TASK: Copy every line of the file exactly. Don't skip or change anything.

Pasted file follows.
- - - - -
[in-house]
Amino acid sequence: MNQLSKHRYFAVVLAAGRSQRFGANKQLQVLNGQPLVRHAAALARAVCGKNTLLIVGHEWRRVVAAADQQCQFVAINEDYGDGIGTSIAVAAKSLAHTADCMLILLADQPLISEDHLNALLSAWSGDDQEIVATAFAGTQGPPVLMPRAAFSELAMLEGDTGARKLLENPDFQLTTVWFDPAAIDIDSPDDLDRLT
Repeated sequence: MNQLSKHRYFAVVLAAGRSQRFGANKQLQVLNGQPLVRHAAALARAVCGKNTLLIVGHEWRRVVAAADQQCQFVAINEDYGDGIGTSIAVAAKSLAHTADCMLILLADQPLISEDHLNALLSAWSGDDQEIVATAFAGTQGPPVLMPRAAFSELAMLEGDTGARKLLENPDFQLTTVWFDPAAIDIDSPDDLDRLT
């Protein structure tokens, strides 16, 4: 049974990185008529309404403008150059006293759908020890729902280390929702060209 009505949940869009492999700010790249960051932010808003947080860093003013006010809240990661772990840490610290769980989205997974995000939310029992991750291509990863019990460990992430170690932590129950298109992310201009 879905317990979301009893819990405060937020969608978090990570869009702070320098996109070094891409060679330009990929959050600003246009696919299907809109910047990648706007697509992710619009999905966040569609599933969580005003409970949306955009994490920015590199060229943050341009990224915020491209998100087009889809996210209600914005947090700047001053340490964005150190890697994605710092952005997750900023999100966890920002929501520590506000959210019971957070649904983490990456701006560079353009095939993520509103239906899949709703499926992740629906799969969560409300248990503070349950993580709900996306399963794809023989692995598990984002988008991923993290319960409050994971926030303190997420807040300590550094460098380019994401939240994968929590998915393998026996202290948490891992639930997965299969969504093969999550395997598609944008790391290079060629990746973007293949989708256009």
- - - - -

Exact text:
[in-house]
Amino acid sequence: MNQLSKHRYFAVVLAAGRSQRFGANKQLQVLNGQPLVRHAAALARAVCGKNTLLIVGHEWRRVVAAADQQCQFVAINEDYGDGIGTSIAVAAKSLAHTADCMLILLADQPLISEDHLNALLSAWSGDDQEIVATAFAGTQGPPVLMPRAAFSELAMLEGDTGARKLLENPDFQLTTVWFDPAAIDIDSPDDLDRLT
Repeated sequence: MNQLSKHRYFAVVLAAGRSQRFGANKQLQVLNGQPLVRHAAALARAVCGKNTLLIVGHEWRRVVAAADQQCQFVAINEDYGDGIGTSIAVAAKSLAHTADCMLILLADQPLISEDHLNALLSAWSGDDQEIVATAFAGTQGPPVLMPRAAFSELAMLEGDTGARKLLENPDFQLTTVWFDPAAIDIDSPDDLDRLT
């Protein structure tokens, strides 16, 4: 049974990185008529309404403008150059006293759908020890729902280390929702060209 009505949940869009492999700010790249960051932010808003947080860093003013006010809240990661772990840490610290769980989205997974995000939310029992991750291509990863019990460990992430170690932590129950298109992310201009 879905317990979301009893819990405060937020969608978090990570869009702070320098996109070094891409060679330009990929959050600003246009696919299907809109910047990648706007697509992710619009999905966040569609599933969580005003409970949306955009994490920015590199060229943050341009990224915020491209998100087009889809996210209600914005947090700047001053340490964005150190890697994605710092952005997750900023999100966890920002929501520590506000959210019971957070649904983490990456701006560079353009095939993520509103239906899949709703499926992740629906799969969560409300248990503070349950993580709900996306399963794809023989692995598990984002988008991923993290319960409050994971926030303190997420807040300590550094460098380019994401939240994968929590998915393998026996202290948490891992639930997965299969969504093969999550395997598609944008790391290079060629990746973007293949989708256009």